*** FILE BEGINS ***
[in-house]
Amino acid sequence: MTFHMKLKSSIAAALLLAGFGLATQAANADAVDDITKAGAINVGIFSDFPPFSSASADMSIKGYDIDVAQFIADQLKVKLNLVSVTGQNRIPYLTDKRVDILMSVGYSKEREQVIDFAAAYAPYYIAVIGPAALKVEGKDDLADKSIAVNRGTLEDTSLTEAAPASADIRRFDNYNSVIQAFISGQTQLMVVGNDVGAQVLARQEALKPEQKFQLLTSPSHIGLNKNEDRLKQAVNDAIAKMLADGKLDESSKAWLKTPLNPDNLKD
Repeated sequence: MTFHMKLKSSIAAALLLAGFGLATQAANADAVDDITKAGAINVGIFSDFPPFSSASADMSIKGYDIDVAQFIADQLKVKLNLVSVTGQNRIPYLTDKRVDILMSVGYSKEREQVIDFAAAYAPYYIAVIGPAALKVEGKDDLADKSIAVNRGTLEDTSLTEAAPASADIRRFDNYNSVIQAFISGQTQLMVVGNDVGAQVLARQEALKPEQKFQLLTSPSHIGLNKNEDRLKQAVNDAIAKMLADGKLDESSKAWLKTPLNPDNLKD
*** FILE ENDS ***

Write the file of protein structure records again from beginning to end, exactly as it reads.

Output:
[in-house]
Amino acid sequence: MTFHMKLKSSIAAALLLAGFGLATQAANADAVDDITKAGAINVGIFSDFPPFSSASADMSIKGYDIDVAQFIADQLKVKLNLVSVTGQNRIPYLTDKRVDILMSVGYSKEREQVIDFAAAYAPYYIAVIGPAALKVEGKDDLADKSIAVNRGTLEDTSLTEAAPASADIRRFDNYNSVIQAFISGQTQLMVVGNDVGAQVLARQEALKPEQKFQLLTSPSHIGLNKNEDRLKQAVNDAIAKMLADGKLDESSKAWLKTPLNPDNLKD
Repeated sequence: MTFHMKLKSSIAAALLLAGFGLATQAANADAVDDITKAGAINVGIFSDFPPFSSASADMSIKGYDIDVAQFIADQLKVKLNLVSVTGQNRIPYLTDKRVDILMSVGYSKEREQVIDFAAAYAPYYIAVIGPAALKVEGKDDLADKSIAVNRGTLEDTSLTEAAPASADIRRFDNYNSVIQAFISGQTQLMVVGNDVGAQVLARQEALKPEQKFQLLTSPSHIGLNKNEDRLKQAVNDAIAKMLADGKLDESSKAWLKTPLNPDNLKD